At the ASEAN Regional Forum in August 2017, with Malaysia, Australia cosponsored a proposal to establish a cyber Point of Contact database to facilitate communication in times of crisis – one of the Strategy’s goals – and will pilot the concept in 2018-19. In August 2018, Australia and Indonesia signed a Memorandum of Understanding, with an associated Action Plan, regarding cooperation over the next two years. A Cyber Capability Engagement Program, which has provided training to 20 Indonesian government officials in partnership with the Australian National University’s National Security College, is already underway. The ASD’s Essential Eight, a checklist of strategies to mitigate cyber risks, is scheduled for translation into the ten official ASEAN languages.

Beyond the Asia-Pacific, Australia has established key working-level partnerships to confront cybercrime. The Five Eyes Cyber Crime Working Group shares best practices and operational resources and an Australian Criminal Intelligence Commission (ACIC) Cybercrime Analyst is posted at the FBI International Cyber Crime Coordination Cell in the United States. Another is posted at the National Cybercrime Unit at the United Kingdom’s National Crime Authority. Diplomatically, Australia participated in coordinated action to protest unacceptable behaviour by North Korea WannaCry ransomware (December 2017) and Russia (inter alia, US Democratic National Committee email hack, 2016 NotPetya malware, February 2018; and cyber operations against the Organisation for the Prohibition of Chemical Weapons and the investigations in the Malaysian Airlines plane shot down in the Ukraine, October 2018). Australia also works closely with the International Telecommunications Union (ITU) and is at the time of writing standing for re-election to the ITU council.

Australia’s approach to cyber security demonstrates a combination of international cooperation through leadership and modelling responsible practice, and a capacity and robust willingness to confront threats.


The human rights and democracy platforms of the Strategy are based on Australia’s proclaimed commitment to international human rights standards. It aims to meet its human rights commitments and to promote human rights internationally through advocacy and capacity building. It does this in part through collaboration with the Australian Human Rights Commission, an independent statutory body, and its equivalent national human rights bodies in the region. Australia’s engagement with and support for human rights includes participation in the Freedom Online Coalition, a network of 30 governments promoting internet freedoms, and the Digital Defenders Partnership, which provides emergency funding for human rights defenders who are under threat because of their online activities. A key achievement to date is supporting the Human Rights and Technology Conference in Sydney in July 2018, bringing together ten representatives from ASEAN and Pacific nations. The conference produced an issues paper, with an aim to invite participation and feedback and to publish a final report in 2020 – an indication that this area is one still requiring extensive consultation and leadership.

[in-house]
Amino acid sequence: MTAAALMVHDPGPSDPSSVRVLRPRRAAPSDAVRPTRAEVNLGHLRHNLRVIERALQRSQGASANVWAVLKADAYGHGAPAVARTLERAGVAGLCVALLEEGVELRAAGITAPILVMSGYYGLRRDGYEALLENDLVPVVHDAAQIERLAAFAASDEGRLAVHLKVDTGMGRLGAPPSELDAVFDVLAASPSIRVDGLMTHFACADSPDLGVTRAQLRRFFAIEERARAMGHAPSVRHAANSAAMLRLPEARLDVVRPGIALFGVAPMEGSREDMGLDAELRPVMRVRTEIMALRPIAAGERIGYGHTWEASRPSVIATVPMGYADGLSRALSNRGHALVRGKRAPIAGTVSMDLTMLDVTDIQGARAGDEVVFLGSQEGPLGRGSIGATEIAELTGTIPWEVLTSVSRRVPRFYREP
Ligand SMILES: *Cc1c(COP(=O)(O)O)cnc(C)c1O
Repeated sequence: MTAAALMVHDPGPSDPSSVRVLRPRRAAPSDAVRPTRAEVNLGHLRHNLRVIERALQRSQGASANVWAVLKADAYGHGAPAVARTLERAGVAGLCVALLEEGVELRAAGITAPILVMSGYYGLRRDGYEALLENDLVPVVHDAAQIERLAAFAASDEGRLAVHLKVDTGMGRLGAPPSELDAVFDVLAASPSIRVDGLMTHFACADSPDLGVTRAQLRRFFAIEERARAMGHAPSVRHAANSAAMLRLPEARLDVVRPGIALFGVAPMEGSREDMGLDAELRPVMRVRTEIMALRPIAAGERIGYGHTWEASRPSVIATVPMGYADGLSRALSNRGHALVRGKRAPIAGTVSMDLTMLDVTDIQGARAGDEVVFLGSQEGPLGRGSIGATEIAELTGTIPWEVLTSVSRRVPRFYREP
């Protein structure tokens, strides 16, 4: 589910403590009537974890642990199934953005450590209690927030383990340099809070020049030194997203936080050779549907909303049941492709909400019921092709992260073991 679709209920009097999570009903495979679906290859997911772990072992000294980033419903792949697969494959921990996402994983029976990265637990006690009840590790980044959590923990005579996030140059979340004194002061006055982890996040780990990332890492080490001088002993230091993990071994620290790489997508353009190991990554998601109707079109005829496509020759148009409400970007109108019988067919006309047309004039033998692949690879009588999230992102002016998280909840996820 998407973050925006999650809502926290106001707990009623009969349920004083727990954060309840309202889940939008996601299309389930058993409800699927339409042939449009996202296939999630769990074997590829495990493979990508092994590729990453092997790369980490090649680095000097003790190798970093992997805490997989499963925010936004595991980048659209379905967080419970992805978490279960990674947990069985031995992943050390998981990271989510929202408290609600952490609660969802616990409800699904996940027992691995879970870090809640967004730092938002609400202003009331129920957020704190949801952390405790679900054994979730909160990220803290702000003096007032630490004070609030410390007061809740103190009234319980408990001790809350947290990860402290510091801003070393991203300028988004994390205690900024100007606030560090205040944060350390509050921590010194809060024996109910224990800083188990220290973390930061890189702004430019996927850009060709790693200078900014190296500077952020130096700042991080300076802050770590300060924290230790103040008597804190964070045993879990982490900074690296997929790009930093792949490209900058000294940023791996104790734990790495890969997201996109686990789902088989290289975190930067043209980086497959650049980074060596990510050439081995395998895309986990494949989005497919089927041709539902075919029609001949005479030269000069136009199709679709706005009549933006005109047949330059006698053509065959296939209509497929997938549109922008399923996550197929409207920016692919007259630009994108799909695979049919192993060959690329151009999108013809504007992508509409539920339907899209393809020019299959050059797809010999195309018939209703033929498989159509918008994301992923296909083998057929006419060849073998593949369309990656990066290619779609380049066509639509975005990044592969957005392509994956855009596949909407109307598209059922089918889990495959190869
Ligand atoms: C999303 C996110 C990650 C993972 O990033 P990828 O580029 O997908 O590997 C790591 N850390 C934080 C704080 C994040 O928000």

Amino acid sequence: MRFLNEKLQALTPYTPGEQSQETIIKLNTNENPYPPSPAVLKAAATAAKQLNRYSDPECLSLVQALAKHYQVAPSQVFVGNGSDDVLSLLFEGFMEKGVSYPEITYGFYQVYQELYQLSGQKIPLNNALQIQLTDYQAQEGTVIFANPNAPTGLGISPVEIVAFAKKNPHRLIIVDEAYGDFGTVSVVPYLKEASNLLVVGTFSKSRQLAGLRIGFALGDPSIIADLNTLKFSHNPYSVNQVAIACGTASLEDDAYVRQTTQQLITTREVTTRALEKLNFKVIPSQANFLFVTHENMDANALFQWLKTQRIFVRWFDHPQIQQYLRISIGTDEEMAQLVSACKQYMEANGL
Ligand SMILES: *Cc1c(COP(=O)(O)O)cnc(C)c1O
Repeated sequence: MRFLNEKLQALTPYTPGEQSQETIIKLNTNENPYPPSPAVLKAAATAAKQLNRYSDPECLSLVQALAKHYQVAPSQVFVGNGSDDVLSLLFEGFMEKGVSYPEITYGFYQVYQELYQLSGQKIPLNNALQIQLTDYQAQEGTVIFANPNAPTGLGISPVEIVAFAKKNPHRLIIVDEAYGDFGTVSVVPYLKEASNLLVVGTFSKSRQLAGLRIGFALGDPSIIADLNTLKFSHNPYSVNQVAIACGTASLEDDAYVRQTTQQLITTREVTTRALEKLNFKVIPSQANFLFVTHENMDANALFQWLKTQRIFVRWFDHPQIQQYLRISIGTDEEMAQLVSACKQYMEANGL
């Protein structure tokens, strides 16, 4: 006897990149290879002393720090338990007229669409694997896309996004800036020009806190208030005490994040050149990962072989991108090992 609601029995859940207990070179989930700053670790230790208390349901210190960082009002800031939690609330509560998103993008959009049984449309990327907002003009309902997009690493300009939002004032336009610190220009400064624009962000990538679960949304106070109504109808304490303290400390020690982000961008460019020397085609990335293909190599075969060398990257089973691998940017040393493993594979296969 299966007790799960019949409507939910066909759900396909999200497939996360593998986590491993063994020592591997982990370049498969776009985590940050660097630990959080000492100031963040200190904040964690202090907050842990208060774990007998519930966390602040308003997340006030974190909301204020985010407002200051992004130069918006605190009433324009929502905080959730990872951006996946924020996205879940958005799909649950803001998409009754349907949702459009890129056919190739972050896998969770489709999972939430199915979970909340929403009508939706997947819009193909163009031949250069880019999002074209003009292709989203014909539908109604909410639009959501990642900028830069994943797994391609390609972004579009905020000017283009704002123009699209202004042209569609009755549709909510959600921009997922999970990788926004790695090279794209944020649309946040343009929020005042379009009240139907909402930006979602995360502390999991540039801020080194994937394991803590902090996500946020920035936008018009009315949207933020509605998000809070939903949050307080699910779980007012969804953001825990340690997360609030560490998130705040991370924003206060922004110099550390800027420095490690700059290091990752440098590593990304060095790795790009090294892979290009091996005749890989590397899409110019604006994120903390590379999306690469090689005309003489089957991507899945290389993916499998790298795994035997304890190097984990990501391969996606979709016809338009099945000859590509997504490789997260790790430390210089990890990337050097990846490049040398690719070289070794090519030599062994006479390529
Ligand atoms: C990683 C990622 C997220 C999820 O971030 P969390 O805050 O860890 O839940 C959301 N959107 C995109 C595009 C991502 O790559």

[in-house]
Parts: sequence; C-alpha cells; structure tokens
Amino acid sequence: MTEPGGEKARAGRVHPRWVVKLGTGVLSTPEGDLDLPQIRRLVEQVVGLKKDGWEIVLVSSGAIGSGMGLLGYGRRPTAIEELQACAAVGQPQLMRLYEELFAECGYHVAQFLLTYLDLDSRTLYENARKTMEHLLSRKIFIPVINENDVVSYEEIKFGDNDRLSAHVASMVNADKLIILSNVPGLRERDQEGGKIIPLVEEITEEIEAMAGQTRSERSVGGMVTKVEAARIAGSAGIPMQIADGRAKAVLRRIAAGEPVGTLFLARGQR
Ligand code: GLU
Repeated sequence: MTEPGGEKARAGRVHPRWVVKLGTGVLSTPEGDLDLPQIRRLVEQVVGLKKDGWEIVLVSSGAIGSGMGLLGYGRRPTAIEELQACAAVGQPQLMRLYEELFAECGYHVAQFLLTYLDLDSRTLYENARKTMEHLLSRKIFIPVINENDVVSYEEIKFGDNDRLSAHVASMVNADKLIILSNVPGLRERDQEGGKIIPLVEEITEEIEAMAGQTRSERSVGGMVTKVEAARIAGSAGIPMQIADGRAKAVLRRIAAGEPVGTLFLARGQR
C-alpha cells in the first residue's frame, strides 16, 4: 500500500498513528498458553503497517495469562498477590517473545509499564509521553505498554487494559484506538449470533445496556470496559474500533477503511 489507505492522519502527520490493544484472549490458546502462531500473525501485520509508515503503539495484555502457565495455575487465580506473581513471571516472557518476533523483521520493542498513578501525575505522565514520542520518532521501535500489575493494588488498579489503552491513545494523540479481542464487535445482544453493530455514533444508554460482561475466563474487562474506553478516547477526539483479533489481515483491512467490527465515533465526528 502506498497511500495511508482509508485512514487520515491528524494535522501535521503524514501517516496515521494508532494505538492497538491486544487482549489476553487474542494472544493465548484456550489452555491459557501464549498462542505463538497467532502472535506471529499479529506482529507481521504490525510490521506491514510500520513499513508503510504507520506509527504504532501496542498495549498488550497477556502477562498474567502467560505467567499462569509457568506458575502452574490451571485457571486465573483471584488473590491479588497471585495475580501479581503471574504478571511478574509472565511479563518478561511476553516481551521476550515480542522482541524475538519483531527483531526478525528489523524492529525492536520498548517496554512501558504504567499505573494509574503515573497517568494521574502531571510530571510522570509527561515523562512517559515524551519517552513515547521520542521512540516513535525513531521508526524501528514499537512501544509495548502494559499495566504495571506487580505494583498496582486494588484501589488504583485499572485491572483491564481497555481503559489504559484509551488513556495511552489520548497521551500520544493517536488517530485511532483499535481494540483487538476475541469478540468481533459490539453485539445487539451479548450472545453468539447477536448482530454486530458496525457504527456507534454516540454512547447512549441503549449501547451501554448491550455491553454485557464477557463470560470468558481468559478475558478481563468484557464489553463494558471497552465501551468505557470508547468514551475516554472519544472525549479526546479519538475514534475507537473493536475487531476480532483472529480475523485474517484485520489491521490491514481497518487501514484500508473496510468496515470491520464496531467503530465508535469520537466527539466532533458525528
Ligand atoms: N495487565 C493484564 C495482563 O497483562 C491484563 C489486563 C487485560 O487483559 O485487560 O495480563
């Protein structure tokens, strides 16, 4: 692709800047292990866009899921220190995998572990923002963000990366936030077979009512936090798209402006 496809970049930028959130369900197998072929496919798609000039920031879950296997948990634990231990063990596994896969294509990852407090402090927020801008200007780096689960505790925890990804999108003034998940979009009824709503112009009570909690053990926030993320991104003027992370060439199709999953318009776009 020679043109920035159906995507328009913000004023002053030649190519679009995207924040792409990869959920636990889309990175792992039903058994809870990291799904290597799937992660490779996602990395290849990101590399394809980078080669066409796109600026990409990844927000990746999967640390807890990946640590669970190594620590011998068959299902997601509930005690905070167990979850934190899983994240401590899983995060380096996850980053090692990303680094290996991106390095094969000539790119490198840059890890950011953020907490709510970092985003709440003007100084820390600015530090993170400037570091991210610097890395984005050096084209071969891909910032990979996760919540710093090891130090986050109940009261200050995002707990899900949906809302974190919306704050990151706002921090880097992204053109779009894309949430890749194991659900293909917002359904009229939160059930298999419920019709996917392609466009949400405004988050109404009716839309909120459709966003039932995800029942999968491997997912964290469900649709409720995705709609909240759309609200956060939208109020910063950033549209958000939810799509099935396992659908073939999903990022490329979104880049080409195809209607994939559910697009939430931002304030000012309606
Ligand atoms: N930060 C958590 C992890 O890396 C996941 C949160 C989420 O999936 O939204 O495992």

In this context, the Strategy’s approach taken toward human rights online has some weaknesses. Foremost among these is the assertion that “human rights apply online as they do offline” and that democratic debates occurs online “just as it does offline”, which occludes – perhaps inadvertently – the specific and new types of threats to human rights because of changes in the techno-social landscape. While making mention of the capacity for governments to use digital means to monitor, harass, intimidate, censor and even persecute citizens (often in the name of national security), the strategy does not adequately consider how information and communications technologies pose additional risks. These risks include, inter alia, the potential for Artificial Intelligence and Big Data systems to make discriminatory decisions; the rights of privacy relating to data access, ownership and use; the role of the internet in spreading hate speech and violent extremism; the debate between protection and participation online with respect to child’s rights; and the labour rights of those involved in the extractive and manufacturing industries that are part of the supply chain for digital devices. Access Now, a digital human rights Non-Governmental Organisation, has directly criticised the Strategy on the basis that the explicit right to privacy is not afforded an adequate level of consideration and connects this to Australian governmental efforts to access private citizens’ data in the name of policing efforts and national security.